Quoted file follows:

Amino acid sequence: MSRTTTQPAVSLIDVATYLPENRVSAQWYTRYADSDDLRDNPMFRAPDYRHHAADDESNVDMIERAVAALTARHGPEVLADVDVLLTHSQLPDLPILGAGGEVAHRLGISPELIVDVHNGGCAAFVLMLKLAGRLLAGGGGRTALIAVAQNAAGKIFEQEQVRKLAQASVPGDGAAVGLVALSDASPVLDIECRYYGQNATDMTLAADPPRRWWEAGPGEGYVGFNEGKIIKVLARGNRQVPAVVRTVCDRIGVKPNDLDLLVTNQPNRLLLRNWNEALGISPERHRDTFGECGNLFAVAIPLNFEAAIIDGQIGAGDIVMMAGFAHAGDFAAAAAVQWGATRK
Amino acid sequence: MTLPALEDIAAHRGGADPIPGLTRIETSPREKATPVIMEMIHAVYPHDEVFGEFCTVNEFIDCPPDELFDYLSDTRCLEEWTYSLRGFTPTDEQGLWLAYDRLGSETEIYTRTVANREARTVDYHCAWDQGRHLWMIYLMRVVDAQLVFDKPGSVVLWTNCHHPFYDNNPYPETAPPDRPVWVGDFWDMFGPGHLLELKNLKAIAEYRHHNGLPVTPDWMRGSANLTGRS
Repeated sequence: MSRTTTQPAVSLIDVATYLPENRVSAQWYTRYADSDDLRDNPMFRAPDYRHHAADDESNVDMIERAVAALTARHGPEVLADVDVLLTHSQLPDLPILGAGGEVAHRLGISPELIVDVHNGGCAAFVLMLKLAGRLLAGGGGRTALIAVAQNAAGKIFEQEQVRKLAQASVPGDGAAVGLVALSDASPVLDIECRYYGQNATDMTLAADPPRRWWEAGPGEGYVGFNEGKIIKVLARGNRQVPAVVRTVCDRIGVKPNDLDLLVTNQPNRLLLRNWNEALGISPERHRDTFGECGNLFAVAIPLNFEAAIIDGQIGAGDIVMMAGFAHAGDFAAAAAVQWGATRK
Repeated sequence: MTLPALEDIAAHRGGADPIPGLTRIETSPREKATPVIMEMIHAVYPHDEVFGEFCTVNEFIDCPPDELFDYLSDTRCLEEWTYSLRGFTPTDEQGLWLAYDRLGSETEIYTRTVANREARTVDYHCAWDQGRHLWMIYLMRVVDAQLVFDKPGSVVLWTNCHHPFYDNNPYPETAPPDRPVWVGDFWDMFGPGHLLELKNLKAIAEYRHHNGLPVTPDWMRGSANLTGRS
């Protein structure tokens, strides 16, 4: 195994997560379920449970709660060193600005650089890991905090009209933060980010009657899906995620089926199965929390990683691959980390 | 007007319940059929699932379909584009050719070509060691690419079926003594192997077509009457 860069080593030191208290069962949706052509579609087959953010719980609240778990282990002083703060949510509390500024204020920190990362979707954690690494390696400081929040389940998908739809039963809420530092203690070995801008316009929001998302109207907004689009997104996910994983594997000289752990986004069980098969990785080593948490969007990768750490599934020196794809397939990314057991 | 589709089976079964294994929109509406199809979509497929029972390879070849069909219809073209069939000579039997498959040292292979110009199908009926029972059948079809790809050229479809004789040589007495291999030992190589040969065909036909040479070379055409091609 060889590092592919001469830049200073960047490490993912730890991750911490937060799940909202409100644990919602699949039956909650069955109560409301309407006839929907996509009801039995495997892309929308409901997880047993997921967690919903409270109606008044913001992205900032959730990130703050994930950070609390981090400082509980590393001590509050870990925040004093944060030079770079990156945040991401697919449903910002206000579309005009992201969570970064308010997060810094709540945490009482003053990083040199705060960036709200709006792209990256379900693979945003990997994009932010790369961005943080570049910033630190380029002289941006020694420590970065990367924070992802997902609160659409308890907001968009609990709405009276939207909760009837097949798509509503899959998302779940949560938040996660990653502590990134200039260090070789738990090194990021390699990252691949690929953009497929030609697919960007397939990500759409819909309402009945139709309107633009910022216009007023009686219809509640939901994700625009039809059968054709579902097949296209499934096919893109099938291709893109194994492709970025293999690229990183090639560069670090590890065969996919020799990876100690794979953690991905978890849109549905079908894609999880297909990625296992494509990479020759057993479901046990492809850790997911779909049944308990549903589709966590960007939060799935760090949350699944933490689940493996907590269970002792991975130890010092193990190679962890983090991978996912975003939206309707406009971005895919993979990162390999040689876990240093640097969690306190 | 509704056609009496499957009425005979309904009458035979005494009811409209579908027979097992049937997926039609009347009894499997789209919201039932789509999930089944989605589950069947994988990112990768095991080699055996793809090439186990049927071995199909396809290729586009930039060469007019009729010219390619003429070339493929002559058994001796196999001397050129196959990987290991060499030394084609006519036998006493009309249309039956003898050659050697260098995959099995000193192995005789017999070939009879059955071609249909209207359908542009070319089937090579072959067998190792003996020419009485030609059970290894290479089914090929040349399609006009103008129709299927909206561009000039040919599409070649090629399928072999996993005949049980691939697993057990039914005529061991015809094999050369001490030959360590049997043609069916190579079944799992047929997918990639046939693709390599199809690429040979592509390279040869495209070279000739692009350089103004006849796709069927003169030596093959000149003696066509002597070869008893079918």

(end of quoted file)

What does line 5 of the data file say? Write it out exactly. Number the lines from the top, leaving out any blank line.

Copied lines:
């Protein structure tokens, strides 16, 4: 195994997560379920449970709660060193600005650089890991905090009209933060980010009657899906995620089926199965929390990683691959980390 | 007007319940059929699932379909584009050719070509060691690419079926003594192997077509009457 860069080593030191208290069962949706052509579609087959953010719980609240778990282990002083703060949510509390500024204020920190990362979707954690690494390696400081929040389940998908739809039963809420530092203690070995801008316009929001998302109207907004689009997104996910994983594997000289752990986004069980098969990785080593948490969007990768750490599934020196794809397939990314057991 | 589709089976079964294994929109509406199809979509497929029972390879070849069909219809073209069939000579039997498959040292292979110009199908009926029972059948079809790809050229479809004789040589007495291999030992190589040969065909036909040479070379055409091609 060889590092592919001469830049200073960047490490993912730890991750911490937060799940909202409100644990919602699949039956909650069955109560409301309407006839929907996509009801039995495997892309929308409901997880047993997921967690919903409270109606008044913001992205900032959730990130703050994930950070609390981090400082509980590393001590509050870990925040004093944060030079770079990156945040991401697919449903910002206000579309005009992201969570970064308010997060810094709540945490009482003053990083040199705060960036709200709006792209990256379900693979945003990997994009932010790369961005943080570049910033630190380029002289941006020694420590970065990367924070992802997902609160659409308890907001968009609990709405009276939207909760009837097949798509509503899959998302779940949560938040996660990653502590990134200039260090070789738990090194990021390699990252691949690929953009497929030609697919960007397939990500759409819909309402009945139709309107633009910022216009007023009686219809509640939901994700625009039809059968054709579902097949296209499934096919893109099938291709893109194994492709970025293999690229990183090639560069670090590890065969996919020799990876100690794979953690991905978890849109549905079908894609999880297909990625296992494509990479020759057993479901046990492809850790997911779909049944308990549903589709966590960007939060799935760090949350699944933490689940493996907590269970002792991975130890010092193990190679962890983090991978996912975003939206309707406009971005895919993979990162390999040689876990240093640097969690306190 | 509704056609009496499957009425005979309904009458035979005494009811409209579908027979097992049937997926039609009347009894499997789209919201039932789509999930089944989605589950069947994988990112990768095991080699055996793809090439186990049927071995199909396809290729586009930039060469007019009729010219390619003429070339493929002559058994001796196999001397050129196959990987290991060499030394084609006519036998006493009309249309039956003898050659050697260098995959099995000193192995005789017999070939009879059955071609249909209207359908542009070319089937090579072959067998190792003996020419009485030609059970290894290479089914090929040349399609006009103008129709299927909206561009000039040919599409070649090629399928072999996993005949049980691939697993057990039914005529061991015809094999050369001490030959360590049997043609069916190579079944799992047929997918990639046939693709390599199809690429040979592509390279040869495209070279000739692009350089103004006849796709069927003169030596093959000149003696066509002597070869008893079918």